It’s hard, in this age that Paul Krugman is calling the Lesser Depression, to shake the economic optimism that we see in the news media reports — jobs are up, Wall Street is recovering, and all other sorts of signs that the economy is improving.
BUT. As a Druid, and a long-time reader of John Michael Greer, and as someone who looked around his 1980s suburban Connecticut town and said, “this can’t possibly last,” I feel it’s necessary to inject a note of caution. Call it a minority report: I don’t think it’s possible for the United States to continue on a trajectory of slow but indefinite growth on a finite planet. Neither can India, nor China. This isn’t going to be able to continue indefinitely, because it can’t. Even if the world is full of luminous beings of Light, what Gordon calls “the neighbors” in a wonderful rant, life on earth is inherently limited. That’s the point of incarnation, as well as of good design — there are always boundaries and barriers placed on who you are and what you can do. The images of the deep tunnel under construction beneath Manhattan notwithstanding, it’s not possible for us to mine or pump 100% of the planet’s fossil fuels, and certainly not 150%. Sooner or later, this particular party called post-industrial civilization will end, and probably not very prettily.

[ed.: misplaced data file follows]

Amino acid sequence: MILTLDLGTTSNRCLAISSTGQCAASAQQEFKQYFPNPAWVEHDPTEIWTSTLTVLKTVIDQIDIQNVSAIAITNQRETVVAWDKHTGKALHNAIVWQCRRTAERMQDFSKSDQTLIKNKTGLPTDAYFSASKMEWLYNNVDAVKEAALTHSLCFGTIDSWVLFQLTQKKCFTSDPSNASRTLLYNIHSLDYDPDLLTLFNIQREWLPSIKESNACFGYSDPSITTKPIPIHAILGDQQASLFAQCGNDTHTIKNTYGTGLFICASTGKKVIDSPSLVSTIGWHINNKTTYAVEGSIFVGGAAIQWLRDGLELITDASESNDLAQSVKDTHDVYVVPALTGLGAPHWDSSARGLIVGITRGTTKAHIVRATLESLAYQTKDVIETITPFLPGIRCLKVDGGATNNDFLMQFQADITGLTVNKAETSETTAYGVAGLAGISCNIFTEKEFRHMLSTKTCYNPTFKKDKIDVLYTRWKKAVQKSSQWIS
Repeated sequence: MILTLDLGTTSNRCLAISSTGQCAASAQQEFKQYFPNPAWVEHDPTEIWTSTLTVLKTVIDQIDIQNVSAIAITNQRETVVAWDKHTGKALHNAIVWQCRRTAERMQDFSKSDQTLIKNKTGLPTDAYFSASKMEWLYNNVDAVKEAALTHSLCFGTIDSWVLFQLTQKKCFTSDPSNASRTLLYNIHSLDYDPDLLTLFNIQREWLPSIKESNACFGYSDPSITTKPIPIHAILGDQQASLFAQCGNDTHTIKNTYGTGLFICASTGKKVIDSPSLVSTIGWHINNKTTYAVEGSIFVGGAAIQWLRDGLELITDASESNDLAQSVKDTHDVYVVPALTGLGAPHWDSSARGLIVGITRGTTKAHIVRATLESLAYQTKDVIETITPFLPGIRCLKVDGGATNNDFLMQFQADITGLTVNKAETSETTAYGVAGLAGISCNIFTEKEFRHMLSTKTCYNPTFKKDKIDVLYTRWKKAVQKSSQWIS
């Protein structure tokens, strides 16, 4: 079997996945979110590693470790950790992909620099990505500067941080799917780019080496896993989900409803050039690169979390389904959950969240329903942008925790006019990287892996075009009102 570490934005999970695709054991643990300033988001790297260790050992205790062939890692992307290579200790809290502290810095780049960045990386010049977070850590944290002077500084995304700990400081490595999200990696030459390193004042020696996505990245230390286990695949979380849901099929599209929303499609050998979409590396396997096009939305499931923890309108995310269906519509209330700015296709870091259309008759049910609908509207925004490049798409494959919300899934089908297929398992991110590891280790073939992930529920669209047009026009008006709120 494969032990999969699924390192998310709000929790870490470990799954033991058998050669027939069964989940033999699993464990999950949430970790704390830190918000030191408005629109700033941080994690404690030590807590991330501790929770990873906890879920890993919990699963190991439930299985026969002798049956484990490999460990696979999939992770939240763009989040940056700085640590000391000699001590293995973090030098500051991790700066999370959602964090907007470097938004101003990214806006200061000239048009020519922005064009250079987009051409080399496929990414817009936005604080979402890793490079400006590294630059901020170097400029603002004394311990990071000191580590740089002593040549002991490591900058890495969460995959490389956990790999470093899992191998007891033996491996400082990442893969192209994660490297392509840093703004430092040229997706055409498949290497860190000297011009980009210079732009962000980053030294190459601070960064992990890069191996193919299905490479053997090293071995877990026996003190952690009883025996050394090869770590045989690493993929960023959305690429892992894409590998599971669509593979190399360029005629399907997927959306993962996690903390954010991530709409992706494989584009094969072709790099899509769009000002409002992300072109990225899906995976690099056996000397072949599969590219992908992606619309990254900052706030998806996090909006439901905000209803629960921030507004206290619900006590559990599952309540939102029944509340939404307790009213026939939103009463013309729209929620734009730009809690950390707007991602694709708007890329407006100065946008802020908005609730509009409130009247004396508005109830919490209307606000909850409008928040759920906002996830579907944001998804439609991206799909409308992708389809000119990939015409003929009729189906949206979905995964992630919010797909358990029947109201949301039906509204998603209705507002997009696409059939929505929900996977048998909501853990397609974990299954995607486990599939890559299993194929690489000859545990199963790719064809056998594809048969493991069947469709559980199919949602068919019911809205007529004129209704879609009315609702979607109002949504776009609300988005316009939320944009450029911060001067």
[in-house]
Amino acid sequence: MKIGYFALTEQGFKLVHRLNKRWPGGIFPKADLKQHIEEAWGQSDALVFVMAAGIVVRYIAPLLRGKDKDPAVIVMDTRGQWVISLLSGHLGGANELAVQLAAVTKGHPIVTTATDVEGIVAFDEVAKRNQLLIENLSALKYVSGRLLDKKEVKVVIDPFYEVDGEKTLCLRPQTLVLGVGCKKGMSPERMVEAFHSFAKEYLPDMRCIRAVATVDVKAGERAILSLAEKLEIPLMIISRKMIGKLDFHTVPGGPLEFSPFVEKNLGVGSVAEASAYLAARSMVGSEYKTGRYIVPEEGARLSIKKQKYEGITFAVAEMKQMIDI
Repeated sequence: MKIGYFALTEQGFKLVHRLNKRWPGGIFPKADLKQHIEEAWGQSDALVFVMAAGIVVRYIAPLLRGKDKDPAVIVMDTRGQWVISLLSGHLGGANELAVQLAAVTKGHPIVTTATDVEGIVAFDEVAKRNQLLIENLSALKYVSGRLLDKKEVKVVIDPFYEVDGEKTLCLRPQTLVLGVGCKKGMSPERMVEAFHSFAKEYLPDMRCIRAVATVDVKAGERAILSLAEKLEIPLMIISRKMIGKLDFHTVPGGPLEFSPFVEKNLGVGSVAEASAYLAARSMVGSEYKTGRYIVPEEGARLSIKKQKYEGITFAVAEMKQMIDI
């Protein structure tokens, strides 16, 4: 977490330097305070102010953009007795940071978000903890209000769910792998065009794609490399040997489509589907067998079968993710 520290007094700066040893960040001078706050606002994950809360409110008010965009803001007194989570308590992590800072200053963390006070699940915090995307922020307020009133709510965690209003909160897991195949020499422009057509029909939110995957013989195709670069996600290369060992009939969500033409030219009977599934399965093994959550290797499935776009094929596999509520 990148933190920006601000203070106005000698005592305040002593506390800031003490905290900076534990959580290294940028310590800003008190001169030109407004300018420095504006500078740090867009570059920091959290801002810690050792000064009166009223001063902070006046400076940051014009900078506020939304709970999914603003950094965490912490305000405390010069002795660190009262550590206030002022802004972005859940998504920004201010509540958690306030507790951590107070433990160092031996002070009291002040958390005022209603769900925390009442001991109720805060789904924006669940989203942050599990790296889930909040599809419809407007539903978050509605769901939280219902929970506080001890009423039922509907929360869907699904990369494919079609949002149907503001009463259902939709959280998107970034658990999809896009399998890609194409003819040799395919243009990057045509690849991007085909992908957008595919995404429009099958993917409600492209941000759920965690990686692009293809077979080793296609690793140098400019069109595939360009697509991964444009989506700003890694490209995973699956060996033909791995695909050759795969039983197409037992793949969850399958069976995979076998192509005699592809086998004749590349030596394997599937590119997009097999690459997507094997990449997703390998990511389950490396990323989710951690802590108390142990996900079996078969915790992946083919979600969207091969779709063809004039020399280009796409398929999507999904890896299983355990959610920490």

It also will end more choppily than it arrived. The Roman poet and statesman Seneca observed that ruin is far more easily achieved than success, and usually in a shorter period of time. Around here, where getting to groceries and food and services like doctors more or less requires a car, it’s not hard to imagine that the rising gas prices will cause economic disruption for a lot of people.